ACA is MIA from campaign fights for first time in more than a decade

3 min
October 21, 2022
By Victoria Knight and Andrew Solender

The Affordable Care Act, a trigger point in political campaigns for more than a decade, has been conspicuously absent from debates and campaign rhetoric this year. The question is how much that’s depriving Democrats of a valuable talking point.

The big picture: After multiple failed attempts to scrap the health law in Congress and the courts, Republicans by and large accept that the ACA is here to stay and are reluctant to touch the tripwire again.

  • What’s noteworthy is that Democrats aren’t touting the law’s affordable coverage in inflationary times, especially after they extended ACA subsidies for three years in the Inflation Reduction Act and prevented steep premium hikes for marketplace enrollees.

What they’re saying: “This is really the first campaign in a decade where the ACA hasn’t been a dominant issue. That may be because Democrats generally have better success when they’re fighting against Republican plans than when they’re advocating for their own efforts,” Larry Levitt, executive vice president for health policy at the Kaiser Family Foundation told Axios.

  • “In this campaign, Democrats had an opportunity to positively campaign on things they have accomplished but don’t seem to have gotten a lot of traction,” Levitt added.

Driving the news: Most campaigns have focused on abortion, when they’ve discussed healthcare at all. Some Democrats have also touted the IRA’s drug price controls for Medicare recipients, and the way their party prevailed over powerful drug industry interests.

  • One exception was in North Carolina’s Senate race, where an Oct. 7 debate featured an exchange between Republican Ted Budd and Democrat Cheri Beasley over her support for a public insurance option. Budd also dodged a question about whether he would support repealing and replacing the ACA.
  • The ACA also is a factor in South Dakota’s referendum on expanding its Medicaid program to more than 42,000 residents. The health law gives states enhanced federal funding for their expansion populations; some opponents have said that put states on an unsustainable spending path.
  • President Biden has been trying to cast Democrats’ efforts to build on the ACA as a tonic against inflation, promoting the way the IRA would lower healthcare costs as he stumped in states like Oregon, California and New York.
  • Meanwhile, Republicans in battleground states have gone silent on the ACA, and the House GOP’s “Commitment to America” makes no mention of striking the law.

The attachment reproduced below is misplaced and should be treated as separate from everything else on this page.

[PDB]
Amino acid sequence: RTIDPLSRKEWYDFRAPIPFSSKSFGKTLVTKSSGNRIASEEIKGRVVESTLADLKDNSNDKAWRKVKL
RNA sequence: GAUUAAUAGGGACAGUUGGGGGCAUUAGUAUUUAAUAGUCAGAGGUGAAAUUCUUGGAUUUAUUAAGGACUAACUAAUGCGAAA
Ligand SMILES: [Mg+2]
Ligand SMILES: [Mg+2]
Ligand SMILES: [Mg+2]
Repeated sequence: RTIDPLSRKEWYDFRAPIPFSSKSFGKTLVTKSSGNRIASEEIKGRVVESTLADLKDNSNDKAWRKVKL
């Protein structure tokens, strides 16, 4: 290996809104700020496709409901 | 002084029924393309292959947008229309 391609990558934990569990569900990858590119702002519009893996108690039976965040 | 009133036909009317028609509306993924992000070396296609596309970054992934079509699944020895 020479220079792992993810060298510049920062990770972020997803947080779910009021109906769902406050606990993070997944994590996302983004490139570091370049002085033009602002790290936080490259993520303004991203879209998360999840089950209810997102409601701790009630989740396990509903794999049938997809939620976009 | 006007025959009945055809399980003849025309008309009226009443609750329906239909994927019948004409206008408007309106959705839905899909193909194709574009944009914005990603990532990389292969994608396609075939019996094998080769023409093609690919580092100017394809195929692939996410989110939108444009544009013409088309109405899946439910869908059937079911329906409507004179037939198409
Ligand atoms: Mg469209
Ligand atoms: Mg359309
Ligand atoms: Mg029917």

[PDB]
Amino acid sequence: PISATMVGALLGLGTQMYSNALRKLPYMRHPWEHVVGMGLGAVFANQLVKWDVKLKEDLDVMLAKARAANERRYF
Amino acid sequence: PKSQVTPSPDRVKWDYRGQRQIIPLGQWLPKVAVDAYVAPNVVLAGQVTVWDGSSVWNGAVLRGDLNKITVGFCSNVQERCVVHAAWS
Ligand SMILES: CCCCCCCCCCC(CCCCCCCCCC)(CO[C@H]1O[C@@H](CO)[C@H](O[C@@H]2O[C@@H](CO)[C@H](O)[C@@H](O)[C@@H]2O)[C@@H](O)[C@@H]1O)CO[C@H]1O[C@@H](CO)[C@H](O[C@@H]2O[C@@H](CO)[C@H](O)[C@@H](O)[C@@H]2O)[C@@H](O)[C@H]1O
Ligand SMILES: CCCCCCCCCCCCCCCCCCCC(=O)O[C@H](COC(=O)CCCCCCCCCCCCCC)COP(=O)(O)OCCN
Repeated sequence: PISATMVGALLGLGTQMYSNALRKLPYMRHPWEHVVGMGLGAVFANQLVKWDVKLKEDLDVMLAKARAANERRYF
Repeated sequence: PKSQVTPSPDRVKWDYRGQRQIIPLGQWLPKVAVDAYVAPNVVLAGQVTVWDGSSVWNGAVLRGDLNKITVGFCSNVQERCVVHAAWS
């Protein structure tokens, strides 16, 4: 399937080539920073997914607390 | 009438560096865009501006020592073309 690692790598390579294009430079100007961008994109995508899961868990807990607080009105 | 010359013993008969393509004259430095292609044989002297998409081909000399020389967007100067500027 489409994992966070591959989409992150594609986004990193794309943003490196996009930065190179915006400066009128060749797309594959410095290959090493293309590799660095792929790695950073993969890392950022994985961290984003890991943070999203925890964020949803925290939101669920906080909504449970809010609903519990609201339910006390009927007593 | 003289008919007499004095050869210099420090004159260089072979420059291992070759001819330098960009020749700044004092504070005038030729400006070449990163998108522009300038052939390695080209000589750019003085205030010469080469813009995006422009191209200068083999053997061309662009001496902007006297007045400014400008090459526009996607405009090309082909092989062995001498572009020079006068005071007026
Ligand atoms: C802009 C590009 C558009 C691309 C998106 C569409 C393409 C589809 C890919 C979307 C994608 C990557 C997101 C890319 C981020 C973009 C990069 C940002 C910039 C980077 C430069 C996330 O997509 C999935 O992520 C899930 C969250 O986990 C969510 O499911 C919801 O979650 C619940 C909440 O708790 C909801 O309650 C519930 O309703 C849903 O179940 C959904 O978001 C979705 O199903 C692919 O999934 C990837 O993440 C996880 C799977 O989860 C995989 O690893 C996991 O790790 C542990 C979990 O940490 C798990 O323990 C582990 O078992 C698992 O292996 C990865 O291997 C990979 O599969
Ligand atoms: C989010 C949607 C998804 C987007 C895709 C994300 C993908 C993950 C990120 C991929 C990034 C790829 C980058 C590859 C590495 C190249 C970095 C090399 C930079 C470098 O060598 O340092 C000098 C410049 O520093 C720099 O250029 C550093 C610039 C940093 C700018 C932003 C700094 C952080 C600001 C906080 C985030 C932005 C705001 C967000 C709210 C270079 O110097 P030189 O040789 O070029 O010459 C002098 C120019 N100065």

Flashback: Healthcare cost and coverage fights played defining roles in the past six election cycles.

  • The GOP flipped control of the House in the 2010 midterms, spurred by backlash to the passage of the ACA.
  • Republicans continued to bang on the “repeal and replace” message for the next six years, including in Mitt Romney and Donald Trump’s presidential campaigns.
  • Democrats retook the House in 2018, with messaging around GOP efforts to take away ACA protections for people with pre-existing conditions.
  • Biden in 2020 campaigned on both creating a public option and expanding the ACA. Trump meanwhile promised to bring forward an alternative Republican healthcare plan which never materialized.

Yes, but: Recent Senate debates haven’t featured much tangling on health coverage. Nor have political ads, per the Washington Post.

  • In battleground states like Arizona, Ohio, Wisconsin and Georgia, the economy, immigration, abortion and crime have dominated the conversation.
  • Republicans also haven’t lobbed much criticism at the new drug price negotiations, even though vulnerable incumbent Democrats voted for the legislation.
  • Dodging healthcare could be a misstep: A new Gallup/West Health poll finds that almost 40% of voters would be willing to cross party lines for a candidate who made lowering healthcare costs a top priority of their campaign.

What’s next: Just because campaigns are going silent doesn’t meant there aren’t fights to come.

    • If Republicans do try to repeal or alter the IRA’s drug price provisions, they will face major pushback from Democrats.
    • Democratic congressional aides have signaled that making the ACA subsidies permanent will be a priority if Democrats retain control of either the House or the Senate. Such a move would likely trigger intense Republican opposition.

Our thought bubble: Democrats’ great debate over how involved the government should be in health policy has yielded to a campaign driven by reproductive healthcare in the wake of the Supreme Court’s decision to overturn Roe v. Wade

      • Rather than campaign on Medicare for All or a public option – both non-starters in a divided Congress – Democrats have mostly looked backwards, touting the Inflation Reduction Act’s healthcare provisions.
      • “Democrats do face a challenge in the future of defining what the next stage of their agenda is,” said Levitt. “The ACA was culmination of decades of work and then Democrats spent another decade defending the law. Now there is a question of what is next for Democrats on healthcare?”